“Begin with the end in mind” - Habit #2 from Stephen Covey’s ‘Highly Effective People’.
The Edge Foundation is based on the premise of: “To arrive at the edge of the world’s knowledge, seek out the most complex and sophisticated minds, put them in a room together, and have them ask each other the questions they are asking themselves.” Each year they pose to their illustrious contributors their annual “Edge Question”, after which John Brockman, editor and publisher of Edge, gathers together the various responses and publishes them in book form. The question for 2014 was “What scientific idea is ready for retirement?”, with the replies recently published as “This Idea must Die”.
The nomination from Gary Marcus, cognitive scientist at NYU, for an idea whose time has come was ‘”big data” (Already? We hardly got to know you, big data). Marcus’ argument wasn’t that big data has become unnecessary, but that it’s quickly become a case of putting the cart before the horse. Data has its place, but that place is AFTER you have formulated a hypothesis or theory about a problem you are trying to address. With a theory in place, you then devise an experiment to test that hypothesis. The most important property of the data at this stage is that it be relevant to the problem / experiment at hand, and if so, then the more the merrier. But if not, well, as Marcus puts it, “Big data should not be the first port of call; it should be where we go once we know what we’re looking for”.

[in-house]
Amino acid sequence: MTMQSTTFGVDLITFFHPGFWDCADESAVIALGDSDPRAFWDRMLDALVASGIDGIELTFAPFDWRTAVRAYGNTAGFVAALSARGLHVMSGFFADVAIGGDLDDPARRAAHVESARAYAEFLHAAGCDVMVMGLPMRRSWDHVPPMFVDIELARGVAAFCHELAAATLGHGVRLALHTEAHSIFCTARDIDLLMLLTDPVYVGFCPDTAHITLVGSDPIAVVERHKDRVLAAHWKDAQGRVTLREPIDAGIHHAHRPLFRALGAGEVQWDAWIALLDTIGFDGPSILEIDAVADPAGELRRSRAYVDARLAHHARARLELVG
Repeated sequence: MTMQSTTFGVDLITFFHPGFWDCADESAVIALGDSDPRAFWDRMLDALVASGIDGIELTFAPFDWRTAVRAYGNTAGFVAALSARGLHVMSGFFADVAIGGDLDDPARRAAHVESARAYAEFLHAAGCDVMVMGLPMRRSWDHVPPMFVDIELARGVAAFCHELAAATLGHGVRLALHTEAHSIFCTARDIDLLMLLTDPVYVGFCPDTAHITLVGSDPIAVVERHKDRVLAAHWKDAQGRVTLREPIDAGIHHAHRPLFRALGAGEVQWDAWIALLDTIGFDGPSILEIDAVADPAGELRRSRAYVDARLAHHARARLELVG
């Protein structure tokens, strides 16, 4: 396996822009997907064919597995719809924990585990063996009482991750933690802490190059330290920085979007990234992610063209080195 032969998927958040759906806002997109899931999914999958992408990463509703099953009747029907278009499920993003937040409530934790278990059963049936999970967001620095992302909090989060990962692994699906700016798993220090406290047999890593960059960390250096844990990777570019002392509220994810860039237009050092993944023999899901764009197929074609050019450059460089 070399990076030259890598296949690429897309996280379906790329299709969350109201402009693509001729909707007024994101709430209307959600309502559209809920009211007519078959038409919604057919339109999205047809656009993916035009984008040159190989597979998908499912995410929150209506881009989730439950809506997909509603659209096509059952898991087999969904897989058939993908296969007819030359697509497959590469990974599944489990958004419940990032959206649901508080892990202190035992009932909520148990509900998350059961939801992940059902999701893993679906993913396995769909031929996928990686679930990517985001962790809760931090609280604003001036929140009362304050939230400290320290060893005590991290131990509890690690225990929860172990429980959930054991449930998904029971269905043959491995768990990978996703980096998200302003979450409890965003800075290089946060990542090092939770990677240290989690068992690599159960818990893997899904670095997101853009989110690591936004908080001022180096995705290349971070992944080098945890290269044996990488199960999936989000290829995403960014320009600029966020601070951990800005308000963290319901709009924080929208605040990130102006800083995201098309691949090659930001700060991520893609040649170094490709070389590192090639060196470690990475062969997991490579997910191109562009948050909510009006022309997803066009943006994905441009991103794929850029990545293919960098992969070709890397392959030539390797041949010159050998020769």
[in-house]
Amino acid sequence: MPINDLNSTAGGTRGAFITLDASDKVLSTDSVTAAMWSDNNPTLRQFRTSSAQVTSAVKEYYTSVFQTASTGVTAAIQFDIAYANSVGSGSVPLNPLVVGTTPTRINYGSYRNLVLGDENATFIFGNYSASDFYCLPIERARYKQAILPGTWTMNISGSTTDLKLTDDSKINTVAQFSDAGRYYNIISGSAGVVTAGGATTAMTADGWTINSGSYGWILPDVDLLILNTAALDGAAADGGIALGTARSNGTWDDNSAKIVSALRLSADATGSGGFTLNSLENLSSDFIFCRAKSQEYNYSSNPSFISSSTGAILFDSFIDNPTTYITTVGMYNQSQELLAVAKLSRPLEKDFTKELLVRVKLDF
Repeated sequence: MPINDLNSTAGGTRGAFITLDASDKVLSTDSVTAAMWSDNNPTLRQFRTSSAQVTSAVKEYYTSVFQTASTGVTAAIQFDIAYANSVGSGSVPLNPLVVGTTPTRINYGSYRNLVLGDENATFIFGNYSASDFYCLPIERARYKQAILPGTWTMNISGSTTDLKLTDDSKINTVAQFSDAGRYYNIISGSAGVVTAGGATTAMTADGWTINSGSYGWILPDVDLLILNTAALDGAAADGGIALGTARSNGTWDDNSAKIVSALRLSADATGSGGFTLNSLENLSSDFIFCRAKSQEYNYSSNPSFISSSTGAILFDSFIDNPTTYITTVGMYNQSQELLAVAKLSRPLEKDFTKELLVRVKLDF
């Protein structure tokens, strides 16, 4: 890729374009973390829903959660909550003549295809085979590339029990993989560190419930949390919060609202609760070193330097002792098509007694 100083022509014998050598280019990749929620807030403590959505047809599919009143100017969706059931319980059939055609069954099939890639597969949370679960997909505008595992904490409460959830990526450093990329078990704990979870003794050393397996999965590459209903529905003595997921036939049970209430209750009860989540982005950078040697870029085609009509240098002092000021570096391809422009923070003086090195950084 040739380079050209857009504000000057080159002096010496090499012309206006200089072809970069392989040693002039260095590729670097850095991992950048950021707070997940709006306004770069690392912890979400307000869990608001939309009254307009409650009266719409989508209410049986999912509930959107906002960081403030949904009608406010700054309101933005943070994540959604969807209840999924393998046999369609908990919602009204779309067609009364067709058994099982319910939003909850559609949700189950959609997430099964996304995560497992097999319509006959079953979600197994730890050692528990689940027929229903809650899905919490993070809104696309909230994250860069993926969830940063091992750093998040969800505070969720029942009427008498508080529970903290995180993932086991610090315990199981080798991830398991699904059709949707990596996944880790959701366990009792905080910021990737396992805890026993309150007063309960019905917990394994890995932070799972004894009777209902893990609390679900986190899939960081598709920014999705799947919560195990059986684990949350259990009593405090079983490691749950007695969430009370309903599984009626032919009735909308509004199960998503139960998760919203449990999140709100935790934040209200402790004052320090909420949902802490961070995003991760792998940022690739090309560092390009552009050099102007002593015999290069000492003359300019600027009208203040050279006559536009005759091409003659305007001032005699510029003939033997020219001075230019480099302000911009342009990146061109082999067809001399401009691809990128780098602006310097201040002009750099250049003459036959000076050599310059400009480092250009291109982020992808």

This ‘starting with the end in mind’ approach serves to highlight the key factor that will drive the effectiveness of your data scientists and business analysts – the right data management tools. You want your data scientists and analysts spending the bulk of their time and effort on developing and working out the details in those hypotheses, theories and models, not in data collection and preparation. Analytics uses data in a format quite different from that found in the EDW, where storage efficiency is paramount. The right data management tools can cut the proportion of time spent on data prep in half or more from the 80% typically seen, freeing your valuable analytic resources to focus on solving the important business problems.
I have my own related anecdotal evidence on this subject, which comes from my experiences as conference chair, a story I call, “The Big Honkin’ Data Cube”.
As a conference chair, one of your primary concerns is keeping to the schedule. If each speaker has 30 minutes, and you’ve allotted the last five minutes for Q&A, you would expect them to be getting around to their ‘summary / key takeaways’ slide by around the 22 minute mark, which means the crucial “So What” moment should occur by about 16-18 minutes into the presentation.
There is, however, one category of presentation that puts me into panic mode at least once a conference, the presentation where the user or vendor talks about how they implemented their data warehouse. I keep waiting, and waiting, and waiting for the punchline, when with just four minutes left for Q&A they announce that they are finished and ready for questions.
As I look out over the audience, I see two different sets of facial expressions. Half of the audience, the IT segment, has that look of satisfaction - they got their roadmap and tips & tricks and lessons learned and it was time well spent. The other set of faces, the business users, has the look of, “What – did something just happen? What did we miss?”